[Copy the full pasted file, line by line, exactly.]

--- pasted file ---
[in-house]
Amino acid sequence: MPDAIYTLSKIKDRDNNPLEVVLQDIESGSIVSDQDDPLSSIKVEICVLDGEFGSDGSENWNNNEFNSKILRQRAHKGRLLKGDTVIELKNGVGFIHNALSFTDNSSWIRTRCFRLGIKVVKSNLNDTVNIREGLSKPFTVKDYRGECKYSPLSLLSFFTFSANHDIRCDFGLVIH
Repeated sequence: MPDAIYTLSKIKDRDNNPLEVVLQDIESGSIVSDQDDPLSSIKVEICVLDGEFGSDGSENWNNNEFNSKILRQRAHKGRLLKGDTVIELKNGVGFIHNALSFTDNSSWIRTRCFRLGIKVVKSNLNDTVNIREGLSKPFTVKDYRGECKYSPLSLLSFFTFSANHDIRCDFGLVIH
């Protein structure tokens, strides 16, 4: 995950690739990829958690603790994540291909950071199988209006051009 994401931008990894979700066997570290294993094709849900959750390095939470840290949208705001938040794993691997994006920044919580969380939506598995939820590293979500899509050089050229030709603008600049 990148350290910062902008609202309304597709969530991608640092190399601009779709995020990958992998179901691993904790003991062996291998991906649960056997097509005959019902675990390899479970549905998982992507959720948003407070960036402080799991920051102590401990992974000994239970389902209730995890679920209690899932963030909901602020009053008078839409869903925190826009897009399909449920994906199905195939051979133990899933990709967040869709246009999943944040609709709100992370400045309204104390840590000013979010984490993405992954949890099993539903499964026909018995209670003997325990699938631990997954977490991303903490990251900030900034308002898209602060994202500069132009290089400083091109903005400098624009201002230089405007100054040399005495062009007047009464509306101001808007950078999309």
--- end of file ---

[in-house]
Amino acid sequence: MPDAIYTLSKIKDRDNNPLEVVLQDIESGSIVSDQDDPLSSIKVEICVLDGEFGSDGSENWNNNEFNSKILRQRAHKGRLLKGDTVIELKNGVGFIHNALSFTDNSSWIRTRCFRLGIKVVKSNLNDTVNIREGLSKPFTVKDYRGECKYSPLSLLSFFTFSANHDIRCDFGLVIH
Repeated sequence: MPDAIYTLSKIKDRDNNPLEVVLQDIESGSIVSDQDDPLSSIKVEICVLDGEFGSDGSENWNNNEFNSKILRQRAHKGRLLKGDTVIELKNGVGFIHNALSFTDNSSWIRTRCFRLGIKVVKSNLNDTVNIREGLSKPFTVKDYRGECKYSPLSLLSFFTFSANHDIRCDFGLVIH
């Protein structure tokens, strides 16, 4: 995950690739990829958690603790994540291909950071199988209006051009 994401931008990894979700066997570290294993094709849900959750390095939470840290949208705001938040794993691997994006920044919580969380939506598995939820590293979500899509050089050229030709603008600049 990148350290910062902008609202309304597709969530991608640092190399601009779709995020990958992998179901691993904790003991062996291998991906649960056997097509005959019902675990390899479970549905998982992507959720948003407070960036402080799991920051102590401990992974000994239970389902209730995890679920209690899932963030909901602020009053008078839409869903925190826009897009399909449920994906199905195939051979133990899933990709967040869709246009999943944040609709709100992370400045309204104390840590000013979010984490993405992954949890099993539903499964026909018995209670003997325990699938631990997954977490991303903490990251900030900034308002898209602060994202500069132009290089400083091109903005400098624009201002230089405007100054040399005495062009007047009464509306101001808007950078999309």